Introduction course to rock climbing – Grades

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Grading system:

You will probably only start to get a feel for the grading system in rock climbing after having climbed a lot on your own or with friends. I know for me starting with easy routes, and working my way up to harder once is the way I feel in control.

In other words you will need some climbing under your belt in order to get a full appreciation for the grading system wether you follow the European system or the American to name two of them. It can feel a bit hard to understand at first since it is made up of grades, and numbers, but i am sure it will make sense to you after a short while if you take some time learning, and understanding the system properly. 

The picture below taken from the book: Rock Climbing – Introduction to essential technical skills for leaders, and seconds by Pete Hill Mic

Shows you how the grading system is ment to be understood, and how you can plan when wanting to improve over time.The column to the left shows you just how serious a climb can be, and the right one shows the technical level of the climb. And it indicates the difficulty of the hardest move or sequence of moves on the rock. Combining the two columns, and the information they provide will give you a lot of knowledge before heading out, and it is therefor worth really understanding before you start.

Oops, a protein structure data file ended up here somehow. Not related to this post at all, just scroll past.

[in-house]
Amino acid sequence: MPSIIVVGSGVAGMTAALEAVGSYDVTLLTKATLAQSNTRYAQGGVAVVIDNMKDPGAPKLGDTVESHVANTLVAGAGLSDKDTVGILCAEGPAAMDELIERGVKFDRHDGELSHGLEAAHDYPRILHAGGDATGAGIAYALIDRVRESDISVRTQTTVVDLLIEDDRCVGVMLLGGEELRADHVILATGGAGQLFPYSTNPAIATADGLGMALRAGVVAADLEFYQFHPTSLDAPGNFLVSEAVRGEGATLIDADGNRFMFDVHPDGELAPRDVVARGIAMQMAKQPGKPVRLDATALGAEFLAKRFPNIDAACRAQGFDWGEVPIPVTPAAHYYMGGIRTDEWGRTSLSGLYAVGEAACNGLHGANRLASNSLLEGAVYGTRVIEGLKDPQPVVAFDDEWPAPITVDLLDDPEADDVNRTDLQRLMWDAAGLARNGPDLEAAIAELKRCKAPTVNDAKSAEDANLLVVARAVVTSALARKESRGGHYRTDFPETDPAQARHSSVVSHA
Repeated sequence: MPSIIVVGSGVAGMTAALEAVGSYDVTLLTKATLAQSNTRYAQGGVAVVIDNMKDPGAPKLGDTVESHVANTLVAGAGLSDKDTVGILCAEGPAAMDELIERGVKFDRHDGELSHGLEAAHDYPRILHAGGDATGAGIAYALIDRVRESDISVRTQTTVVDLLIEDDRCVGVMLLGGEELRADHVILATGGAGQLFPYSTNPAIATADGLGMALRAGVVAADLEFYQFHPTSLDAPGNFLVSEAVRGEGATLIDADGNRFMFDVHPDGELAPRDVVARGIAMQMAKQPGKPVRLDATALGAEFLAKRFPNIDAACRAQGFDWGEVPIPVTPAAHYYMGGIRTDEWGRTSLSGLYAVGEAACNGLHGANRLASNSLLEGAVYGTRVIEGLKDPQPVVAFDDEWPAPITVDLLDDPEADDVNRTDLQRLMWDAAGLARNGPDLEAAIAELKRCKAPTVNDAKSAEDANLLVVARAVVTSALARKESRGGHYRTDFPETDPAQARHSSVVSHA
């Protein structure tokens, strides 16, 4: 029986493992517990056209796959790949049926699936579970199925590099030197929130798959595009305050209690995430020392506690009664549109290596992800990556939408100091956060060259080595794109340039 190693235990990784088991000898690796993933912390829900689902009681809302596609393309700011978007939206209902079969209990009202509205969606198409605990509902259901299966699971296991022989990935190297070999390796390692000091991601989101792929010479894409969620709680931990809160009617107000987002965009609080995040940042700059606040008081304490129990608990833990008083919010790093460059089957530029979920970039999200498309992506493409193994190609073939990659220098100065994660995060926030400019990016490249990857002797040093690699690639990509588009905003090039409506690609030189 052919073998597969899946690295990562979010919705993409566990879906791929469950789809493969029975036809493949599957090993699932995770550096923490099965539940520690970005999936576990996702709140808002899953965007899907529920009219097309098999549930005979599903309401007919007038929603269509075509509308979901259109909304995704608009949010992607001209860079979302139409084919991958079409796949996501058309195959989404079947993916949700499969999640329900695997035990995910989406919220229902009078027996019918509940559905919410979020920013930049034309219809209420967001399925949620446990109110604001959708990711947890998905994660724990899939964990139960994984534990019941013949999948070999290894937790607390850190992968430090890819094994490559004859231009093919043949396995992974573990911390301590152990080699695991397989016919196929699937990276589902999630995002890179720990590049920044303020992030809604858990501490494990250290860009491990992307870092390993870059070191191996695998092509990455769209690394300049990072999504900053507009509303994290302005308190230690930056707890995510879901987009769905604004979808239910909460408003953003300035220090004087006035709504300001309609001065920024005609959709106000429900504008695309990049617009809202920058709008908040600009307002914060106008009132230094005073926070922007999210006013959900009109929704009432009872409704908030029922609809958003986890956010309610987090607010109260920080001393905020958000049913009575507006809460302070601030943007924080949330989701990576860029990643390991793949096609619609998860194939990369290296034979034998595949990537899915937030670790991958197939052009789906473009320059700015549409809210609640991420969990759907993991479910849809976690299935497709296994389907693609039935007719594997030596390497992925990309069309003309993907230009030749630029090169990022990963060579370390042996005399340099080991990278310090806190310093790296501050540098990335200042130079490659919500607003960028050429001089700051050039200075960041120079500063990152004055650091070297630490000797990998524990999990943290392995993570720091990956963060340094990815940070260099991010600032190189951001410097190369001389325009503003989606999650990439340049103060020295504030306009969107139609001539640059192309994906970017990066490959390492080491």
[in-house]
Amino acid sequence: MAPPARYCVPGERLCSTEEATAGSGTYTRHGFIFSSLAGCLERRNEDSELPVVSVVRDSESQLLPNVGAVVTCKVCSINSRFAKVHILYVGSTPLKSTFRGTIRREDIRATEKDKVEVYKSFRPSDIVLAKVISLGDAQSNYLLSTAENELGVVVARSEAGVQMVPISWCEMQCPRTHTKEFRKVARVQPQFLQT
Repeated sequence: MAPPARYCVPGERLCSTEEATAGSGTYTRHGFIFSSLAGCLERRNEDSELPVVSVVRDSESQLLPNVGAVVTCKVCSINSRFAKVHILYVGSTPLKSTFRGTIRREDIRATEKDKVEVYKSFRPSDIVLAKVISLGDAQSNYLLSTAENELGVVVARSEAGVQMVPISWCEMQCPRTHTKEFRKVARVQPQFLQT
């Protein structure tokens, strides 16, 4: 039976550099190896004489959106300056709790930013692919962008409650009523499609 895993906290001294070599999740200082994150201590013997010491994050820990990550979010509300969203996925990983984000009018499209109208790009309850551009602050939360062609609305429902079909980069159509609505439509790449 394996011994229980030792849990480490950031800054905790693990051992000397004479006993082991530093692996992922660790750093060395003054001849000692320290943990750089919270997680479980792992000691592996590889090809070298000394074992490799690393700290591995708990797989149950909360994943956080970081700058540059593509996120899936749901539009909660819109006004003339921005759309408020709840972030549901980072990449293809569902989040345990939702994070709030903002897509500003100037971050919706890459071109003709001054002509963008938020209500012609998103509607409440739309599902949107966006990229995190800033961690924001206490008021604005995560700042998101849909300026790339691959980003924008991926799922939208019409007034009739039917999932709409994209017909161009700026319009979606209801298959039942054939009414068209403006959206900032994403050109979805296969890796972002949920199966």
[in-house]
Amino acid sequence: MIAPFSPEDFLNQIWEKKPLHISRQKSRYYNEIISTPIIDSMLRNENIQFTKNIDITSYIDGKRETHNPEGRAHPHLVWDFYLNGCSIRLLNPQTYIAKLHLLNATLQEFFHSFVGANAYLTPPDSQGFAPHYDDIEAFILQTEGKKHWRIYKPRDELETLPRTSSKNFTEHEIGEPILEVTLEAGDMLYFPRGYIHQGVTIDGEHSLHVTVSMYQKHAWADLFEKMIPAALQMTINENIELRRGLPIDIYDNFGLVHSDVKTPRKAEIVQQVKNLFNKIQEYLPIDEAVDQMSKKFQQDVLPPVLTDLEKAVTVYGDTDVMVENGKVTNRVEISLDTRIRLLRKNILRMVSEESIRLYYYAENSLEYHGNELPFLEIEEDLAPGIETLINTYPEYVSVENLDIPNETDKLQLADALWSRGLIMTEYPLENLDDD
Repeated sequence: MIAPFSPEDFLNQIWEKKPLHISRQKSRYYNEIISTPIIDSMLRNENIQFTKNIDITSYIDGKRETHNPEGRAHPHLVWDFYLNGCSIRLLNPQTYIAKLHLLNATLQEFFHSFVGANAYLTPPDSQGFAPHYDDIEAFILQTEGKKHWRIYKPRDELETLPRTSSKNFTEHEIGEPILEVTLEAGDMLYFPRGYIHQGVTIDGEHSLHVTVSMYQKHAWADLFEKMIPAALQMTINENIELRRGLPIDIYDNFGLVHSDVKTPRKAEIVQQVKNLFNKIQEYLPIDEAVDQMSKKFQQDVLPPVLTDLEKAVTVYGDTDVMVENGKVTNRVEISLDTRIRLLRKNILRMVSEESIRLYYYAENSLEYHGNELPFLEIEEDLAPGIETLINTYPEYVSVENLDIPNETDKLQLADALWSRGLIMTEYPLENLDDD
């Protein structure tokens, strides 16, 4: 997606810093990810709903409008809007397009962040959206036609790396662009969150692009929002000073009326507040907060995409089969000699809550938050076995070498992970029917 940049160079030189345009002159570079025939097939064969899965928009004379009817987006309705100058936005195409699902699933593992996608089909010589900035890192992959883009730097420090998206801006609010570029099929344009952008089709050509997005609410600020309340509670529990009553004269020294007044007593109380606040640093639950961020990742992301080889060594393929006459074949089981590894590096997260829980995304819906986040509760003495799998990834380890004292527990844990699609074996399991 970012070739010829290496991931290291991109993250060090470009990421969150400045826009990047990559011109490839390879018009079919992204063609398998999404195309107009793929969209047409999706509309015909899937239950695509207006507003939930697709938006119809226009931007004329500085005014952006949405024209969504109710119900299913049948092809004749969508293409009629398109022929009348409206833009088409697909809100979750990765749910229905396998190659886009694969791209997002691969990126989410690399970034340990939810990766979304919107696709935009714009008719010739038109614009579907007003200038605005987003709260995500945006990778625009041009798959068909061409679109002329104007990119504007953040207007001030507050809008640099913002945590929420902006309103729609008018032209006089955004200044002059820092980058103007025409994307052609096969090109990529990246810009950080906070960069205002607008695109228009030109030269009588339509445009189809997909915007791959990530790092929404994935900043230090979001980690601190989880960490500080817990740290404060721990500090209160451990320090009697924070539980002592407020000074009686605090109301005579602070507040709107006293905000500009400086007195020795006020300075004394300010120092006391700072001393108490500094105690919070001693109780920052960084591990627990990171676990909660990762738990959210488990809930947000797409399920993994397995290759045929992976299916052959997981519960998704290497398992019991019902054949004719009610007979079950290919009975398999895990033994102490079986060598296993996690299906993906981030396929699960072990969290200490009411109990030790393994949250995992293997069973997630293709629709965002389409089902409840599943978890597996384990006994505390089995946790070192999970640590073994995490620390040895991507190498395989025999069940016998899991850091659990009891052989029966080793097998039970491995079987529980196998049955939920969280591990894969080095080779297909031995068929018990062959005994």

Remember anyone starting to climb outdoors after a few seasons on a climbing wall indoors will feel that the grades feel different to those used indoors. As a general guideline indoor grades, which are based on a French sport grades tend to be two about two steps up from the UK outdoor grades . A climbing wall grade 5 indoor will most probably be a 4 outdoors. 

                                     – Introduction to essential technical skills for leaders, and seconds by Pete Hill Mic – 

I have tried a Norwegian five if i am not mistaken, and you can get to that level fast if you are a bit consistent. Over time I have understood that rock climbing is not so much about physical strengt as pure technique. 

So where can you start?

  • EASY: The UK grading system starts here. You will have a lot of big grips, and getting up the wall should not be that hard. You can fall even on such a route so proper rope work, and a understanding of gear placement is essential even here. 
  • MODERATE: This is the next grade up, and will be a little trickier, and you should experience it a bit harder then the first one. A number of classical routes will be at this grade.
  • DIFFICULT AND VERY DIFFICULT: The top grades that most people getting into climbing will want to work towards. They will cover a variety of route types, chimneys, slabs, corners and so one. The wall will be steeper then the last two. 

Hope that helped, and maybe gave you some inspiration to take that first trip. 

Next topic: Equipment